Review – The Nao of Brown

The Nao of Brown is a beautiful book. From the design of the cover, the red pages, the beautiful interior pages and then the rich story and characters, it’s just a “the complete package.” Written and drawn by Glyn Dillon, the story is about every day people and their life, pretty simple, and it’s beyond engaging.

Nao Brown, is a stylish young woman who’s hafu (half Japanese, half English), but suffers from obsessive-compulsive disorder and fighting violent urges to harm other people. She gets dumped, a job prospect falls threw, her life sucks, and that’s just the beginning. The story then follows her, as she puts the pieces of her life back together, gets a job, attempts to center herself and find a relationship. It’s a coming-of-age story, with a lot of Japanese pop-culture references and talk.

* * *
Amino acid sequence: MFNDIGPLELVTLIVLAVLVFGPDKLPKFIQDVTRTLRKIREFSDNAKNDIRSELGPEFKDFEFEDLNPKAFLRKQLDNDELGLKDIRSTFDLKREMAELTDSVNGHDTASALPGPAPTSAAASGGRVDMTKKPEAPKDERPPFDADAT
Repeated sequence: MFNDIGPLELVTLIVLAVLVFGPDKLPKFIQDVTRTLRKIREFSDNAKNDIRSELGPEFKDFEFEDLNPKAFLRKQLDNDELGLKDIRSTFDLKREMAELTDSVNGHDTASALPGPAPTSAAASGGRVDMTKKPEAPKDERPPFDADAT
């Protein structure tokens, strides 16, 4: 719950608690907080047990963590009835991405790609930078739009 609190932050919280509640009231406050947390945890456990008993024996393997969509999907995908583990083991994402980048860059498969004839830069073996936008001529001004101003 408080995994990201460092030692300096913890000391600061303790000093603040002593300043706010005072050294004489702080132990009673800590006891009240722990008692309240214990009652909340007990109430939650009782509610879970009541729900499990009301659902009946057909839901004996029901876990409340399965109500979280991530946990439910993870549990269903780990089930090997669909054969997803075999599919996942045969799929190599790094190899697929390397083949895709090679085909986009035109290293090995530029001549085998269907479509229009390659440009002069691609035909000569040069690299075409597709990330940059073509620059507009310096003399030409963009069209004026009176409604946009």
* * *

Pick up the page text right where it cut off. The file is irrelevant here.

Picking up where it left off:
The book is stunningly illustrated with Dillon’s gorgeous watercolors and accompanied by witty, touching dialogue. The story “feels” real, like an autobiographical tale, when it’s clearly not. That’s a testament to Dillon’s brilliant writing. The fact he did double duty with art, that’s gorgeous too shows the man has massive talent.

This is a graphic novel you’ll want to get others to read so you can discuss it afterwards, it’s that good and that engaging. It’s been days since I finished reading it and I still want to discuss the symbolism and characters.

This graphic novel with absolutely be on numerous “best of” lists when next year comes around.

Story and Art: Glyn Dillon Publisher: Abrams ComicArts & Self Made Hero

Story: 9.5 Art: 9.5 Overall: 9.5 Recommendation: Buy

Graphic Policy was provided a copy for FREE for review.